GBP/USD has continued higher after consolidating in a bull flag for most of the week. However, strong resistance is nearby from a declining trendline that originates from the October high.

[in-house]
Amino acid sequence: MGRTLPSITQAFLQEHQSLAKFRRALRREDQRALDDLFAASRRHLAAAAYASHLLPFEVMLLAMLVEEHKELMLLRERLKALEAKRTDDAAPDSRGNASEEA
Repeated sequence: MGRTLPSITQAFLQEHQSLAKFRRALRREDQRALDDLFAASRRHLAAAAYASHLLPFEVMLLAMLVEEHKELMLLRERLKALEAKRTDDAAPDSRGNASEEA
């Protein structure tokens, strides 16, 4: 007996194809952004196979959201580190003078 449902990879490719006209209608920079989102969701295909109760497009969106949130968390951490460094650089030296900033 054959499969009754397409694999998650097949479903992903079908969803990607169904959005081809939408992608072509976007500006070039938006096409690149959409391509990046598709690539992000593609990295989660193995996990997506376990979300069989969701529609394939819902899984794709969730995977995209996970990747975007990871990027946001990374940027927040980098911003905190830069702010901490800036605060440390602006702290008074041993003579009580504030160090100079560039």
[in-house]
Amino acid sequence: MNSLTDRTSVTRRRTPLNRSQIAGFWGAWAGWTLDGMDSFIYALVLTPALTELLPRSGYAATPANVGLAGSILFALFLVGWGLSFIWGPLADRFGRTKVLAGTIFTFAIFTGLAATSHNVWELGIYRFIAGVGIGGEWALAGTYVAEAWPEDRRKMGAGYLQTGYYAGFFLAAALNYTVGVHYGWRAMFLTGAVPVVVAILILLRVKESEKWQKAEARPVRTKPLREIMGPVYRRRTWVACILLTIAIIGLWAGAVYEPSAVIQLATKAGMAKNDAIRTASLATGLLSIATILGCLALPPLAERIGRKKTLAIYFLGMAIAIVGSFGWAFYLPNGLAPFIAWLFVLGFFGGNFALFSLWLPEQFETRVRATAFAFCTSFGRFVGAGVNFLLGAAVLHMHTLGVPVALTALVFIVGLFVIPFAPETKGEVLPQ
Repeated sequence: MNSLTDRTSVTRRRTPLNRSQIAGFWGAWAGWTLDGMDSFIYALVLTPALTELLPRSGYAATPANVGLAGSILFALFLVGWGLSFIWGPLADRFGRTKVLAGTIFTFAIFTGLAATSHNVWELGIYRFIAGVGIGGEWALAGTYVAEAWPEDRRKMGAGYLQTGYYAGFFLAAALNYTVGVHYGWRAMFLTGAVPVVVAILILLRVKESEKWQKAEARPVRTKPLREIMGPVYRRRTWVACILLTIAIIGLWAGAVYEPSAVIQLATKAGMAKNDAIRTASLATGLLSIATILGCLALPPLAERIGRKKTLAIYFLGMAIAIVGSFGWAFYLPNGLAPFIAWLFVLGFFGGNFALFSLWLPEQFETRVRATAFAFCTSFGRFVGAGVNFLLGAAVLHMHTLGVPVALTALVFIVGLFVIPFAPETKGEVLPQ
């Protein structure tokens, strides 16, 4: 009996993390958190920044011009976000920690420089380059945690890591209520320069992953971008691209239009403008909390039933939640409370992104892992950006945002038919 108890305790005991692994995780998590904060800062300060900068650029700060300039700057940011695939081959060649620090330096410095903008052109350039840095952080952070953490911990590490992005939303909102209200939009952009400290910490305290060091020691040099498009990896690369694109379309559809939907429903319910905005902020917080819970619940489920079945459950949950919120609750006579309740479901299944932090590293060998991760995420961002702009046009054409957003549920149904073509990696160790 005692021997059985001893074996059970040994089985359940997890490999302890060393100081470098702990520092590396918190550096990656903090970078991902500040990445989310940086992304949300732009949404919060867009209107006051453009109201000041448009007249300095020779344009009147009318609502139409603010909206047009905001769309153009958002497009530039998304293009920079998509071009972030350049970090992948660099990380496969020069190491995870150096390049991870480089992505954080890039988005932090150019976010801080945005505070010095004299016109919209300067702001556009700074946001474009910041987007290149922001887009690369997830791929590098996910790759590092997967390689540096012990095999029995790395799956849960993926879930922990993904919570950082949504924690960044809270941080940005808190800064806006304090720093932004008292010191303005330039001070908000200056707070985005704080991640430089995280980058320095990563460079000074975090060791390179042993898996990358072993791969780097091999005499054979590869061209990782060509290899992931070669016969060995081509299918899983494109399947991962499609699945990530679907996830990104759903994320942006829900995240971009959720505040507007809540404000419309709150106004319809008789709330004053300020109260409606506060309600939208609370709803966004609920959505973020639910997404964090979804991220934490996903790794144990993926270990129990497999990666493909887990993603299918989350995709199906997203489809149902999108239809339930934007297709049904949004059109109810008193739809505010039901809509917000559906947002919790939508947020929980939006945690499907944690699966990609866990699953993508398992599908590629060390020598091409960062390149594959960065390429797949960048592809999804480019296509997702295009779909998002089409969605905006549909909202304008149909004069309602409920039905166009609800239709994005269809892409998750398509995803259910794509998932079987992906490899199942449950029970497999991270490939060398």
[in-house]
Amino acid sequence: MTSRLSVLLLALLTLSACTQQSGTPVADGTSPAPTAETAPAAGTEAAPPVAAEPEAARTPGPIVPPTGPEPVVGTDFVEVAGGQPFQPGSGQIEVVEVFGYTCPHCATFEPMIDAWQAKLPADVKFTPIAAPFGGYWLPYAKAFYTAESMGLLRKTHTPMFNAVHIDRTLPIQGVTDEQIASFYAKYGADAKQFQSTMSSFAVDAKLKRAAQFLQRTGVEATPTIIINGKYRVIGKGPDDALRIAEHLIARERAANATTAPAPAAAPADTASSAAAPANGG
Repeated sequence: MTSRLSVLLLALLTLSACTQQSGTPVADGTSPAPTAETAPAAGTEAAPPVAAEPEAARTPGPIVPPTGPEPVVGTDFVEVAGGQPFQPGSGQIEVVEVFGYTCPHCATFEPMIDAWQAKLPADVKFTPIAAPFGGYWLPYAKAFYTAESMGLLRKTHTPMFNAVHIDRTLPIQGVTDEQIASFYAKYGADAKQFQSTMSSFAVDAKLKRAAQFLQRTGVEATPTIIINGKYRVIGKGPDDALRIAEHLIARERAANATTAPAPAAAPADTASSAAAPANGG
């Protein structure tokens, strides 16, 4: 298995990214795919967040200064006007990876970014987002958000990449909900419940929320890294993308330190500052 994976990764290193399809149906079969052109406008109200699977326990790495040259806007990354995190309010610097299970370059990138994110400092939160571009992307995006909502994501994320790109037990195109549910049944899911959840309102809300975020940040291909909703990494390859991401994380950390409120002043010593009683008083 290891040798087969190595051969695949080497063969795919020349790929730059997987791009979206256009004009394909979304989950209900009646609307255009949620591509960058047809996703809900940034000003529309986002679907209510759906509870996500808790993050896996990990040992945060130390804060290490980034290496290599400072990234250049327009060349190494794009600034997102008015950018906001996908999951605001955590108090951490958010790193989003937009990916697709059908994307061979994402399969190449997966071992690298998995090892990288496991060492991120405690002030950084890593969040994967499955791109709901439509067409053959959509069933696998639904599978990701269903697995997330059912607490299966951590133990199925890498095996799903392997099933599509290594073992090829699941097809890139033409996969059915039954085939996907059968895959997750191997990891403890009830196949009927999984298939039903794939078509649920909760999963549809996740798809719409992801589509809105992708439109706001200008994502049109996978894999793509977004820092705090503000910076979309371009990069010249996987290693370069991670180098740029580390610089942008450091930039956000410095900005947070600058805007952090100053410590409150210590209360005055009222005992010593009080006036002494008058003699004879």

(Bloomberg) -- Russia has earned more money this year from the OPEC+ deal than Saudi Arabia, underscoring how the kingdom has carried a greater share of the burden of production cuts.Saudi Arabia on average has cut production almost ten times deeper than Russia since the countries joined forces at the end of 2016, according to estimates in the International Energy Agency’s monthly oil market report published on Friday. Yet Riyadh has received just three quarters of the additional financial benefit enjoyed by Moscow, the data show.Russia has earned an average of $670 million a day in gross crude oil revenues in 2019. That’s $170 million a day more than in the last quarter of 2016, when the Organization of Petroleum Exporting Countries and its partners reached the first production-cuts deal, the IEA said. Saudi Arabia has been earning $630 million every day since the start of the year, up $125 million compared to the fourth quarter of 2016.While the kingdom has reduced its oil production since the end of 2016, by around 740,000 barrels a day, Russia’s daily output cuts have averaged just 75,000 barrels, according to the Paris-based agency.Russia and Saudi Arabia have driven close cooperation between OPEC and several other oil-producing nations. Yet while the kingdom has consistently pushed for coordinated output cuts to avert a supply glut, Russian officials have repeatedly taken a more cautious tone, often voicing support for further production cuts only just before the previous agreement expires.Rosneft PJSC, Russia’s largest crude producer, has often criticized the Kremlin’s close cooperation with OPEC, claiming the cuts may lead to the country losing its oil-market share. Rosneft Chief Executive Officer Igor Sechin said last June that the extension of the cuts deal serves Saudi, rather than Russian, interests.President Vladimir Putin said this week that Saudi Arabia’s call to all OPEC+ members to stick to their production targets under the deal is due to the planned initial public offering of the kingdom’s state-run Saudi Arabian Oil Co. “They have their current interests, and we have to respect that, and this is what we are doing” as part of the OPEC+ cooperation, Putin said.The production curbs have been weighing on Russia’s economy, which is heavily dependent on revenue from the hydrocarbon and mining industry. The latest cuts running through March 2020 are set to take as much as a half percentage point off Russia’s annual economic growth, according to Goldman Sachs Group Inc. Last year, the nation’s gross domestic product rose by 2.3%.To contact the reporters on this story: Dina Khrennikova in Moscow at email@example.com;Olga Tanas in Moscow at firstname.lastname@example.orgTo contact the editors responsible for this story: James Herron at email@example.com, Helen RobertsonFor more articles like this, please visit us at bloomberg.com©2019 Bloomberg L.P.